Vietnam Electricity Case Study
Prepared by Lisa Harraway
Comprehensive reforms since 1986 (known as ‘Ðổi Mới’) have put Vietnam on a stable economic growth trajectory, transforming the country from a low- to a middle-income economy in one generation.
Vietnam has one of the most energy-intensive economies in the world. Since 2010, electricity consumption has increased by approximately 10% per annum. This is attributed to strong economic growth and increasing industrialisation, universal electrification and modernisation. Installed electrical capacity grew 10 fold from 5GW in 2000 to 55GW in 2020. Access to electricity increased from 14% in 1993 99% in 2020.
To meet the growing demand, Vietnam would need about 130 000MW installed capacity by 2030. The installed capacity would have to double in size in the next 10 years and EVN (Electricity of Vietnam) estimates an investment close to US$148 billion.
In the past, Vietnam has been dependant on low cost hydropower and State subsidised fossil fuels to generate electricity. The potential for additional big scale hydro projects has almost reached its limits, coal reserves are declining, leading to a marked increase in coal imports and both coal and oil prices are increasing. These reasons, together with increased electricity demand have led Vietnam to look for alternative power generation sources.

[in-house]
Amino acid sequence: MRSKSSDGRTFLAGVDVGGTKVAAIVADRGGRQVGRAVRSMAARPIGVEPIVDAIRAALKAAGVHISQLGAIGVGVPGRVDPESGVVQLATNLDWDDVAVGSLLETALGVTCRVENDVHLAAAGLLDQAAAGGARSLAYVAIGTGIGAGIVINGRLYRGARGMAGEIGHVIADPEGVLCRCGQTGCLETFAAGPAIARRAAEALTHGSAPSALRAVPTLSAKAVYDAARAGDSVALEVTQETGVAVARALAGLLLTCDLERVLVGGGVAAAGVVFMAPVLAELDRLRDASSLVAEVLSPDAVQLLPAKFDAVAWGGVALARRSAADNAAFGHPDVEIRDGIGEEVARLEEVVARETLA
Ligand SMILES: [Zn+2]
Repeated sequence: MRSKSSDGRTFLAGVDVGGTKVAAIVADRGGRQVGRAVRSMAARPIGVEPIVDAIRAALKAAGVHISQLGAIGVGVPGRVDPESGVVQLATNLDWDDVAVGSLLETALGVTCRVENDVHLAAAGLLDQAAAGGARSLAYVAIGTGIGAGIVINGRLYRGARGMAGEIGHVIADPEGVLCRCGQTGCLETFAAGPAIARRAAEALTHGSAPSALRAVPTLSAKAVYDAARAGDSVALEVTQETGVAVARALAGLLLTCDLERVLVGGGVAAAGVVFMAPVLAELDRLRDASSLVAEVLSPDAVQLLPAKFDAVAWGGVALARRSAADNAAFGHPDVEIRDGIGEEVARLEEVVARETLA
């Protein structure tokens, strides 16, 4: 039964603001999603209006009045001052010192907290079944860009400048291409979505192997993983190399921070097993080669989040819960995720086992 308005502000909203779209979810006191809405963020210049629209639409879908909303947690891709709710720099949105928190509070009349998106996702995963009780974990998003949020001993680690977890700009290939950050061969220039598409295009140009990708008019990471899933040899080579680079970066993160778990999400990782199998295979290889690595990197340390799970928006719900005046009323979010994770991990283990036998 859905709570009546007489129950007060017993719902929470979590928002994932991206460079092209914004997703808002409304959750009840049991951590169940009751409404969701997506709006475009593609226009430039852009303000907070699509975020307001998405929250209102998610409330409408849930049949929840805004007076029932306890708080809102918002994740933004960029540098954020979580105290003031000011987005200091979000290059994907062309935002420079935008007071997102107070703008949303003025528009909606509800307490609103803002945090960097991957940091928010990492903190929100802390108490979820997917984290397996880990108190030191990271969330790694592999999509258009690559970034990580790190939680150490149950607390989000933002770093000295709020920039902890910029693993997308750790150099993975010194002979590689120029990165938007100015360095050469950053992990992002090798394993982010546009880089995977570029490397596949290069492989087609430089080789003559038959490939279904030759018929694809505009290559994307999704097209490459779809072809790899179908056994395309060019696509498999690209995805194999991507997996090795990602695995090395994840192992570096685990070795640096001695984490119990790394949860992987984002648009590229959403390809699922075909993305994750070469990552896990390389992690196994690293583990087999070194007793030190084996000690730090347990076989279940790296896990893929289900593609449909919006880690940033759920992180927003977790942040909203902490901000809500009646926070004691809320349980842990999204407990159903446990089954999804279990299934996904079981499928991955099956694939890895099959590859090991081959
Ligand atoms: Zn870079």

To address the growing demand, the government has adopted a programme to restructure the electricity sector through privatisation of power generation facilities, allowing IPP (Independent power producer) participation, forming PPPs (Public private partnerships), and by shifting the energy mix away from coal-fired electricity generation in favour of electricity from renewables and LNG (Liquified natural gas).
Vietnam has done an excellent job of controlling the impact of the COVID-19 pandemic, achieved a positive net GDP growth of 2,91% in 2020. Growth is expected to bounce back to forecasted growth levels of 6,8% in 2021 (World Bank). Nonetheless, due to COVID-19, the forecasts for the next couple of years will be subject to higher-than-normal forecast risk. The electricity sales growth in 2020 was constrained at 2,2% but is forecast to return to 9% growth levels in 2021.